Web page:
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Undue Hardship and Child Support; possibility of "imputation" of income

What is "undue" hardship? 


A payor of child support may make an application to the court for a finding of "undue hardship". If the court makes the positive finding, then the court may order a child support amount that is below what the Federal Child Support Tables indicate.


It is typically difficult to succeed in making the undue hardship claim. Ordinarily, the undue hardship claim is made on behalf of payors attempting to reduce the amount of child support payable. However, it is possible for recipients to make such a claim in order to increase the amount of child support received though this would be rare.


In simple terms, the analysis is as follows:


1) the payor must make the application for undue hardship;


2) the payor must complete the requisite information and provide the necessary evidence in the payor's financial statement;


3) the payor must point to a circumstance that would support the finding of undue hardship; which I will reproduce below from the Federal Child Support Guidelines

Undue hardship
10 (1) On either spouse’s application, a court may award an amount of child support that is different from the amount determined under any of sections 3 to 5, 8 or 9 if the court finds that the spouse making the request, or a child in respect of whom the request is made, would otherwise suffer undue hardship
Circumstances that may cause undue hardship
(2) Circumstances that may cause a spouse or child to suffer undue hardship include the following: [emphasis added]
(a) the spouse has responsibility for an unusually high level of debts reasonably incurred to support the spouses and their children prior to the separation or to earn a living;
(b) the spouse has unusually high expenses in relation to exercising access to a child;
(c) the spouse has a legal duty under a judgment, order or written separation agreement to support any person;
(d) the spouse has a legal duty to support a child, other than a child of the marriage, who is
(i) under the age of majority, or
(ii) the age of majority or over but is unable, by reason of illness, disability or other cause, to obtain the necessaries of life; and
(e) the spouse has a legal duty to support any person who is unable to obtain the necessaries of life due to an illness or disability.


[Note: these categories are not exhaustive. I will provide a case which illustrates the the calculation the court used to calculate undue hardship. In the case below, the court accepted that the payor's rental accommodation expense was an acceptable factor to proceed to completing the undue hardship calculation.]


4) the court must consider the parties' standards of living and may utilize the calculation provided in Schedule II of the Federal Child Support tables which I provide a link to as follows:

Standards of living must be considered
(3) Despite a determination of undue hardship under subsection (1), an application under that subsection must be denied by the court if it is of the opinion that the household of the spouse who claims undue hardship would, after determining the amount of child support under any of sections 3 to 5, 8 or 9, have a higher standard of living than the household of the other spouse.
Standards of living test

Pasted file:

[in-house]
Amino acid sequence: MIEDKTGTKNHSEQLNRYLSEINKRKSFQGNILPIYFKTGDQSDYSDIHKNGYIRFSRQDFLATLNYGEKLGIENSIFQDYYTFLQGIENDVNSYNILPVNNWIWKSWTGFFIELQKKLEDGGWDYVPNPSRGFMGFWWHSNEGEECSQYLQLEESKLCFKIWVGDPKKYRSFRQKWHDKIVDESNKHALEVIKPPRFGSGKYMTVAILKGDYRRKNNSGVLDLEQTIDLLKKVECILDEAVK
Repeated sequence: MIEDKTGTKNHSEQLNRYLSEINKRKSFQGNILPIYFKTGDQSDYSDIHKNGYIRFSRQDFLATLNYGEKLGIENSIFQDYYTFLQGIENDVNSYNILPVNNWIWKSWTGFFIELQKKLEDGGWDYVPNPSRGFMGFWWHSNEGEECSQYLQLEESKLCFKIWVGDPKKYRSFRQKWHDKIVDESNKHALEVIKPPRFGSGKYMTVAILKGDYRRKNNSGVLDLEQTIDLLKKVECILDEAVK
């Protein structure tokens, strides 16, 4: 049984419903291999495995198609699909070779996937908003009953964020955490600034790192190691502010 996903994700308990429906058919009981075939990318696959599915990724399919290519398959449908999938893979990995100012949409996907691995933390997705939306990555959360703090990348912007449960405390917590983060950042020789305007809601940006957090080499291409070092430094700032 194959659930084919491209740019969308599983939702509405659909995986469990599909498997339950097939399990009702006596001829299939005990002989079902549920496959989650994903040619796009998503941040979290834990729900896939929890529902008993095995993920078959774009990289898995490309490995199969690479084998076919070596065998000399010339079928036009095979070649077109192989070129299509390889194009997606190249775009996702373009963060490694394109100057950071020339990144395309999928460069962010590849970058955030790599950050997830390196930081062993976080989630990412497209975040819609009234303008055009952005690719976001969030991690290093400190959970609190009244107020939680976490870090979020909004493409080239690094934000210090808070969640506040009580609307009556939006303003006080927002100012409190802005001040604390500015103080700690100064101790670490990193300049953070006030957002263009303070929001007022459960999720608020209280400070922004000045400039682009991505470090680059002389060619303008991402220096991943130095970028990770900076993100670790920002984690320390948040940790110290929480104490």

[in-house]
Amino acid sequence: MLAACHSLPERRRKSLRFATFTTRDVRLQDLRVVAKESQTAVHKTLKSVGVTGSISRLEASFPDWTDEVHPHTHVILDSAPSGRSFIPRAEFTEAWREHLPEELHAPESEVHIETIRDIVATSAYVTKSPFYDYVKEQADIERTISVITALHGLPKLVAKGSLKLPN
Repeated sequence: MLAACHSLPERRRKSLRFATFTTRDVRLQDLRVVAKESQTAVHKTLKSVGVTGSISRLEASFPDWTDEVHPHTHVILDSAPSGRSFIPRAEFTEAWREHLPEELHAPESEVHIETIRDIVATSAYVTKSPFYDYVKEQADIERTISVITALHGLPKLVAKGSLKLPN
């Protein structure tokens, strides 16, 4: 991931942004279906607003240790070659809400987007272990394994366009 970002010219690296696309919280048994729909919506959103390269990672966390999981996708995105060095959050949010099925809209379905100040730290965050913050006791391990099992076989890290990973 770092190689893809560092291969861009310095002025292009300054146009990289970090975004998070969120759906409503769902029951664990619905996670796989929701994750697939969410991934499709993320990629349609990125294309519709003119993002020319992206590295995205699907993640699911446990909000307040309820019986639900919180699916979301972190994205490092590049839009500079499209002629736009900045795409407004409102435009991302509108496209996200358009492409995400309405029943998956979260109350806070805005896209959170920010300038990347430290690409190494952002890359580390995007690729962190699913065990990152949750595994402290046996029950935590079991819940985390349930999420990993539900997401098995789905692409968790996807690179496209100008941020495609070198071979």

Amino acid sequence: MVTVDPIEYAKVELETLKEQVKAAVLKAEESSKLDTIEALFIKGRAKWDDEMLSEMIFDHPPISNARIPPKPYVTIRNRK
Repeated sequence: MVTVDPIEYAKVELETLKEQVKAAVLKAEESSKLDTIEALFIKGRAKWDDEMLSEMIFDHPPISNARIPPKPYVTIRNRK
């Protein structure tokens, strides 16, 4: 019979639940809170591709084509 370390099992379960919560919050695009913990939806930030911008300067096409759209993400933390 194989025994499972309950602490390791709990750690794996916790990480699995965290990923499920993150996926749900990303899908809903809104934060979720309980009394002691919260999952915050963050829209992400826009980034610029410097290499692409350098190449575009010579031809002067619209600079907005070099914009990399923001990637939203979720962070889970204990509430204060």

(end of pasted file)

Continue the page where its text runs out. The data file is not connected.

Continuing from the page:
(4) In comparing standards of living for the purpose of subsection (3), the court may use the comparison of household standards of living test set out in Schedule II.

Link to Standards of Living Test: Schedule II.

[note: interpreting Schedule II is most effective when considering and example of the calculation which I will provide below.]


5) if the payor's household standard of living is lower than the recipient's then the court may award a different amount of child support. 

Examples from: Dugan v. Dugan, 2001 BCSC 2019 (Canlii)

[2]        There are three children of the marriage who reside primarily with the plaintiff.  They exercise access to their father on weekends.  There is an older child, Michael, who turned 19 on November 5, 2000. Michael resides with the defendant.  Michael has been employed since May 2000 at a job that pays $8.00 per hour.  The defendant concedes that Michael is no longer a “child of the marriage” even though the defendant in fact assists him by providing room and board at less than cost ($50 every 2 weeks).
[3]        The defendant’s Guideline income for the purpose of determining child support is $33,414 per year.  The amount of child support payable at that level of income, without consideration of the hardship provision is $640 per month. The defendant says that the payment of child support pursuant to the Guideline table would create an undue hardship within the meaning of s.10.
[5]        Section 10 involves a two step analysis.  In the first step the court must consider whether there are facts that establish “undue hardship”.  If undue hardship is established the court may depart from the Guideline table only if the household of the party seeking the remedy has a lower standard of living than that of the other spouse. [Emphasis added.]
[6]        Further, where the applicant is the spouse who is obliged to pay child support and the court finds that both parts of the test are satisfied and that it is appropriate to deviate from the Guideline table, the amount of any adjustment ought not to tip the balance the other way such that the standard of living of the household of the paying spouse becomes higher than the standard of living of the household of the receiving spouse. [Emphasis added.]